• But if it is something that comes up in our writing naturally then it’s already there… are you saying when you say “stand up to the truth” learn to recognize it and not cut it out and maybe extend it?

        • Well, we may discover it but it doesn’t mean we do it justice nor do we tell it as honestly as we could. That’s how I see it. I think there have been scenes and moments in my novel that it took beta readers to help me see I wasn’t being as honest as I needed to be with those moments. I was afraid of being honest. But I think it’s partly what you stated, standing up to the truth. I’ve written a lot of novels (most of them practice) and I started noticing similar themes cropping up and suddenly became more self-conscious about what I was putting into my writing. That’s how I was able to discover this idea of truth. But it may be different for everyone. Sorry if that’s not helpful. I guess I would say, just be willing to be honest about your scenes and writing and you’ll get it.

  2. I think I get closer with every story, and I definitely dig deeper with every revision. It’s strange to see patterns emerging that I didn’t plan, things that are obviously a lot more important to me than I knew.

    Interesting post!

  3. You’re spot on, Jae. I really believe that telling the truth in fiction is a necessary element of success and it’s probably one of the biggest barriers to entry in this field. No one likes to expose themselves, even through the lens of another character. But it’s the only way the reader can really feel your story.

    It takes us awhile to be brave enough to do this, and I feel I’m where you’re at as well — on the cusp of understanding it and fighting myself every inch of the way. 🙂

  4. I’m with Greenembers that I’m not sure how this would relate to fiction. I think I see some common themes in my stories. Destiny versus free will is a big one. My heroes are destined for something, but there is a question of how much free will plays a part. Basically, they are destined to fight an ancient evil, but free will can cause them to die early or not win in the end. I think about destiny and the reason behind things a lot, so I’m not sure if this is what you’re talking about.

    It’s definitely a very thought-provoking post.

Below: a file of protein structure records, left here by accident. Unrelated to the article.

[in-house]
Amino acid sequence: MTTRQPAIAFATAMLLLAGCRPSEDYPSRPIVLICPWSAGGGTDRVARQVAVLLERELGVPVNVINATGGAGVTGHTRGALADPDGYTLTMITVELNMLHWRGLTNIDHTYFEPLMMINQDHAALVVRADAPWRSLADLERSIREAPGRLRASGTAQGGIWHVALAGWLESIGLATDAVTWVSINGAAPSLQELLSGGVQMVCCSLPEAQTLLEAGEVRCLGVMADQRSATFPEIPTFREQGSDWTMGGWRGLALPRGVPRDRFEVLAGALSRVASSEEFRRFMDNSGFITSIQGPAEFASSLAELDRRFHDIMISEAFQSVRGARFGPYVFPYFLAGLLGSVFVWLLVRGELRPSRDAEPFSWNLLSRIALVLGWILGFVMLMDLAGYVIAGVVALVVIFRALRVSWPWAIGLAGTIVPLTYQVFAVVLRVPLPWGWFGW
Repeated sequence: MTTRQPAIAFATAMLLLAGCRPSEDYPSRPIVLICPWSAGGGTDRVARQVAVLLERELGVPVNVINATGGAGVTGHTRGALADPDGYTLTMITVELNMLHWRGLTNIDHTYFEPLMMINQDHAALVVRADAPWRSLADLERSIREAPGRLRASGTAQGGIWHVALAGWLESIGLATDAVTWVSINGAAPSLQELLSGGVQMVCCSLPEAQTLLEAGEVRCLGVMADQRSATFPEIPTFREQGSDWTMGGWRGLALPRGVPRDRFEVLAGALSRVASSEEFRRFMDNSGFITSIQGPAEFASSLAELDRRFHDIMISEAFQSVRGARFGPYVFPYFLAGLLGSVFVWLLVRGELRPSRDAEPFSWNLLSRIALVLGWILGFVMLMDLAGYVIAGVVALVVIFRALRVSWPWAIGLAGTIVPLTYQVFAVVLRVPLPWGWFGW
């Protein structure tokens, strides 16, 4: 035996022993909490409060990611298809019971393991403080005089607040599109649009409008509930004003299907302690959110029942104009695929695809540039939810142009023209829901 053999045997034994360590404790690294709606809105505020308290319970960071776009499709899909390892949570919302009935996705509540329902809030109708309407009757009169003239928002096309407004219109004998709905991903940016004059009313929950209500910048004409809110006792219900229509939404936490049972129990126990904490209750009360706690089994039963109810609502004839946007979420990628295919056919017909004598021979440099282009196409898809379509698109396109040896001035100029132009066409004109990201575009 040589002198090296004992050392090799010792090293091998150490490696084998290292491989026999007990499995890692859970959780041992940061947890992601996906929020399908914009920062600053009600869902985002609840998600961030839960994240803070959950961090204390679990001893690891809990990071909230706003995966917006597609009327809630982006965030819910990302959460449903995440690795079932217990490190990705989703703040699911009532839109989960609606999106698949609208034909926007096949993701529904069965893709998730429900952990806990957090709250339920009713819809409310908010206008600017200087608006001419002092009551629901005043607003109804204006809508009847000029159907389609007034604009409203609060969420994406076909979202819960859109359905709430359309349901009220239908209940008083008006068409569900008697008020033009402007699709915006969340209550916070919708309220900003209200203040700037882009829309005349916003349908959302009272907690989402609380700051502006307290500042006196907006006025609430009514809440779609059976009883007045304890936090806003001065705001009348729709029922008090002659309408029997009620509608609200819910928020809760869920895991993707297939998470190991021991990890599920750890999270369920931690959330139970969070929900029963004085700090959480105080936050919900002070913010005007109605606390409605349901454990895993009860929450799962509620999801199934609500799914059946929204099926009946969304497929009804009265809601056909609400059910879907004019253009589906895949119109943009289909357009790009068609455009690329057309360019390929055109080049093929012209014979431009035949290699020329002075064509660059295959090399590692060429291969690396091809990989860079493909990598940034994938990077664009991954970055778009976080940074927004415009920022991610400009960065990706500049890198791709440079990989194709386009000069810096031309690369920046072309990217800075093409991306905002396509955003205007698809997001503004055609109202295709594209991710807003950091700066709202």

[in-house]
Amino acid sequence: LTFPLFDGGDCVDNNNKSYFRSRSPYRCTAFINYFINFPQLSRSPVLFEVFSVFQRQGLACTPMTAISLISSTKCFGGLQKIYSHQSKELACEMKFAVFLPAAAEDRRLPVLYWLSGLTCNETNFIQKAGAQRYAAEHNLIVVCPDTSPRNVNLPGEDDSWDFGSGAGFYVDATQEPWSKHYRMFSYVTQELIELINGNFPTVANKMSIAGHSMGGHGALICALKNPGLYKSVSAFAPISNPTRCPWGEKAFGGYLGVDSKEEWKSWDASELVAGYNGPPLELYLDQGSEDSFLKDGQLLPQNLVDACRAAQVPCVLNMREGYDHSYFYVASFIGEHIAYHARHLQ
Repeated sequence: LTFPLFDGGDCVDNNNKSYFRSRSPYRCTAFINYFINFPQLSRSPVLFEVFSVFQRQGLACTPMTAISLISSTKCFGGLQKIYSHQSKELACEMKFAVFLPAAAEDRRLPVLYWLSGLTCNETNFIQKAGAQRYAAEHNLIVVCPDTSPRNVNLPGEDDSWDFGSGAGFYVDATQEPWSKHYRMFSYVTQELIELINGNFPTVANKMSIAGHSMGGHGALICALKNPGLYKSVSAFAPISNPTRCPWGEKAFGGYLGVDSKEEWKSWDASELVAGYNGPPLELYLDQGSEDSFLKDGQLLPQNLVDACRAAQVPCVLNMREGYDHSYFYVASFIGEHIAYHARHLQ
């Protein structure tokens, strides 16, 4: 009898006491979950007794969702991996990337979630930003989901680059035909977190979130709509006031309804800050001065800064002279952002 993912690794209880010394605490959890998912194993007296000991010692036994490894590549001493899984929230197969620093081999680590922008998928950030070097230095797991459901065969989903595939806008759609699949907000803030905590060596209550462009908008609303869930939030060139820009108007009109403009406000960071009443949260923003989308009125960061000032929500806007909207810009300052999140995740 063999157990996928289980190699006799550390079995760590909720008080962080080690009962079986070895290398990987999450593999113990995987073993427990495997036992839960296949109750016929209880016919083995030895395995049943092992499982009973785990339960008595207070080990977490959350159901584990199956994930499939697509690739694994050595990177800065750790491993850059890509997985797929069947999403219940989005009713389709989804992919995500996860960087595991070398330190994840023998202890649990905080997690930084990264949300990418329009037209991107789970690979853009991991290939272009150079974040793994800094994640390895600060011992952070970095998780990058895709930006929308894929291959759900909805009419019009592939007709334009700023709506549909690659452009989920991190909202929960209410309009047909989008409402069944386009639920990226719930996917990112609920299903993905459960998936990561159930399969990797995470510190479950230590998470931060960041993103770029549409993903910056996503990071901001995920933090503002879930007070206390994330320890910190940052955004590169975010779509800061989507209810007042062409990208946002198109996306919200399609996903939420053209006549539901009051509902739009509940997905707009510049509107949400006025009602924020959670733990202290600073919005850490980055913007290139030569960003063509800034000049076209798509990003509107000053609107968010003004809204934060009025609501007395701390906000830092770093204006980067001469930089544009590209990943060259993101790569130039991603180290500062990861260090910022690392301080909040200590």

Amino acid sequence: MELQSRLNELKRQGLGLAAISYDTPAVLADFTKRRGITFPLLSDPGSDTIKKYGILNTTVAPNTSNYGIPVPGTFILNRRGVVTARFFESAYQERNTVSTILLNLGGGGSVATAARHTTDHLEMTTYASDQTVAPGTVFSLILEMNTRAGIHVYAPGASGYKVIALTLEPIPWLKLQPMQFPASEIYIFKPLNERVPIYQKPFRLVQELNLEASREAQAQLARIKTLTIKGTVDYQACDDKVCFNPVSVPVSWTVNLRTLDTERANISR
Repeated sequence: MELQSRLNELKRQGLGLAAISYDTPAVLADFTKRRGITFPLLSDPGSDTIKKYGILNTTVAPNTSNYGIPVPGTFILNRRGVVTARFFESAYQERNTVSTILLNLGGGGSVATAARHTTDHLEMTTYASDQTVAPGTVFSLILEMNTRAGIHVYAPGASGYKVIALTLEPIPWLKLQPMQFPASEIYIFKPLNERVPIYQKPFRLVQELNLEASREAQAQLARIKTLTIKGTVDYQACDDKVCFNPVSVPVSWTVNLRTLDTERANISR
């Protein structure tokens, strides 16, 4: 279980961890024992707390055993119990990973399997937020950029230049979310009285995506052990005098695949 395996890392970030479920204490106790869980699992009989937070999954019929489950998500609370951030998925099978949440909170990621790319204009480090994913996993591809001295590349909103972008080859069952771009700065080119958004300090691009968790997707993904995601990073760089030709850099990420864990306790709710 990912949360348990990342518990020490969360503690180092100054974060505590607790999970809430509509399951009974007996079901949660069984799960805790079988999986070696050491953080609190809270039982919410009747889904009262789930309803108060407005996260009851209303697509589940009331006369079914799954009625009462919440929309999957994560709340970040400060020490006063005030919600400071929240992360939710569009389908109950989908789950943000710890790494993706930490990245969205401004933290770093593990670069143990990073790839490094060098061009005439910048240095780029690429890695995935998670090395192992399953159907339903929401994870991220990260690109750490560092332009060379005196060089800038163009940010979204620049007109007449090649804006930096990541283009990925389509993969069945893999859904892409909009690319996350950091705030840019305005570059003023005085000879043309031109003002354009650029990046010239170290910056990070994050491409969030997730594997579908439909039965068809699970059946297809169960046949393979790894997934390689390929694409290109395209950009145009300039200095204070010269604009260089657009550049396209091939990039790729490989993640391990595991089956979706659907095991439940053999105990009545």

• A lot of this post came from thoughts via Robert McKee’s “Story” and Donald Maass’s “Writing the Breakout Novel” but essentially if you’re telling good story you’re telling us something you believe is absolute truth. We don’t necessarily notice it in the beginning. It’s a deeply subconscious thing. Fiction is only the vessel of the truth that matters to the writer. The more honest we are, the closer to truth we get.

      • That’s making me a little nervous when my hero’s love life becomes a high school level trainwreck with not brakes . . . and the conductor is on fire. 🙂

        Seriously though, I get what you’re saying. Our deep, almost instinctual, beliefs will come through no matter what we write.

        • With more of an ensemble cast than a solitary hero, I think I chose two to be the stable relationship and one guy just happened to fall into the train wreck category. Kind of by accident too.

  5. Lots to think about here. Personally, I write because it’s a fun mental challenge, not because I’m actively striving for any particular message/meaning/truth. I write stories with similar themes, infused with genuine feelings and experiences, and it feels real to me (the question is whether it will continue to feel real as I broaden/deepen my own experiences).

    • Certainly don’t take it to mean intentional preaching. I mean that, for me at least, I write the stories and am coming to understand what it is I’m trying to say. But I think if you’re putting genuine feeling and experience into your stories, you’ll put in truth, intentional or not.

      And of course writing for fun is a great reason to write. 🙂

      • What you’ve said makes sense. In some ways, I think it may be more genuine when we’re not trying so hard to write truth. I often find that my stories don’t pass my own cringe test after a hiatus of a few months. Some of that comes from insecurity, but some of it comes from the fact that it’s just fake or forced. My current WIP has passed the cringe test (so far), though, and I think that’s a good sign.